Learn Watercolor Techniques for Seahorse Paintings

Expand your watercolor techniques! In her book, Dreamscapes Magical Menagerie, fantasy artist Stephanie Pui-Mun Law takes readers step-by-step through watercolor techniques for how to paint fantasy creatures and animals. Get a sneak peek inside the book and learn how to make your own seahorse paintings with today’s blog post. Once you’ve mastered the technique in this seahorse painting you can apply it to other underwater creature art.

Gather Materials

You’ll need a few different watercolor paints to follow this tutorial. If you don’t have the exact same colors feel free to substitute for something similar. You can follow the technique and switch up the colors.

Watercolor Materials
Surface:
6″ x 5″ (15cm x 13cm) illustration board
Brushes: 1/2-inch (12mm) flat; nos. 0, 1, 2, 4 rounds
Watercolors: Alizarin Crimson, Cadmium Orange, Lemon Yellow, Naples Yellow, Prussian Blue, Ultramarine Blue, Ultramarine Violet, Viridian Green
Other: rubbing alcohol; salt

Creating a Background

Seahorse painting step 1

1: Sketch the Sea Horse and Paint the Background
After you sketch the sea horse and coral, paint the background waters using a .-inch (12mm) flat and a mix of Prussian Blue + Viridian Green. Concentrate the color toward the corners so the areas nearest the sea horse are lighter. While the paint is still wet, flick some rubbing alcohol into splattered droplets with a no. 4 round. This adds texture and bubble-like lighter areas.

With diluted Ultramarine Blue, use a no. 4 round to bring the background in closer to the edges of the sea horse and all the nooks and crevices. Blend outward into surrounding areas with clear water. Paint a thin glaze along the bottom edge of the page, about a quarter of the way up, blending into the surrounding blues. While the paint is still wet, sprinkle with salt. Brush the salt away when the paint has dried.

Seahorse painting step 2

2: Paint the Coral
Paint the coral with a no. 2 round and a mix of Ultramarine Violet + Alizarin Crimson. Leave a thin edge of white paper showing through for highlights. Use a no. 1 round and a mix of Viridian Green + Ultramarine Violet to add some latticework texture to the coral. With clean water, lift along the white edges with a stiff no. 1 round. It is easiest to brush parallel to the edge that you are lifting from. Lift out little bits from the textured areas in the main body of the coral as well.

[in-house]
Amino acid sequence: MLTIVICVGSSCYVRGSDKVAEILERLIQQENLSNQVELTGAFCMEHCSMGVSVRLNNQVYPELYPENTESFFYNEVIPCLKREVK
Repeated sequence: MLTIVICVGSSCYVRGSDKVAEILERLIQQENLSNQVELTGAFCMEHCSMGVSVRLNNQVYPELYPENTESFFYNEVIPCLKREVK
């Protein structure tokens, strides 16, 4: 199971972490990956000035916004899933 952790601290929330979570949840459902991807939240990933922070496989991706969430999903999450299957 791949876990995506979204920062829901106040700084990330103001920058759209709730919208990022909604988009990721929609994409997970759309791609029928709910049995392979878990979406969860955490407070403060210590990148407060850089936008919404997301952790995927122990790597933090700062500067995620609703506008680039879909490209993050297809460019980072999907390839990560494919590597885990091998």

Adding Color Details to the Seahorse Painting

Seahorse painting step 3

3: Paint the Sea Horse
Paint wet-into-wet with a no. 1 round. Start with Lemon Yellow on the head, dabbing in Naples Yellow, Cadmium Orange and bits of Ultramarine Violet as you move down the length of the body. Let the colors spread into one another.

Mix Alizarin Crimson + Cadmium Orange. With a no. 0 round, paint along the ridges of the sea horse’s back, making sure to allow the previous layer of colors to show through for highlights. Working wet-on-wet, dot a little bit of Prussian Blue toward the left edge. As you move down the tail, use more Alizarin Crimson and less Cadmium Orange so the tones slowly darken.

Continue along the front side of the sea horse with the same sort of treatment. Use Naples Yellow on the belly for the base tone, and dot wet-on-wet Ultramarine Violet toward the right side. Leave the outer left edge white. Do the same for the back fin.

 

Seahorse painting final step

4: Add Final Details
Use a no. 0 round to glaze the head and area around the eye, with a mix of Alizarin Crimson darkened with a bit of Prussian Blue. For the spines down the back, paint with Alizarin Crimson using a no. 0 round. With some clean water, trail the tips of the spines outward so they blend into the surroundings. Darken the underside of the belly with a bit of Prussian Blue mixed into the Alizarin Crimson. Use this same mixture to finish the eye. Now your seahorse painting is complete!

Find More Resources

You can find more seahorse painting as well as other fantastic creatures inside Dreamscapes Magical Menagerie. Then check out the watercolor techniques in Stephanie’s other books in the series, Dreamscapes, Dreamscapes Myth & Magic and Dreamscapes Fantasy Worlds.

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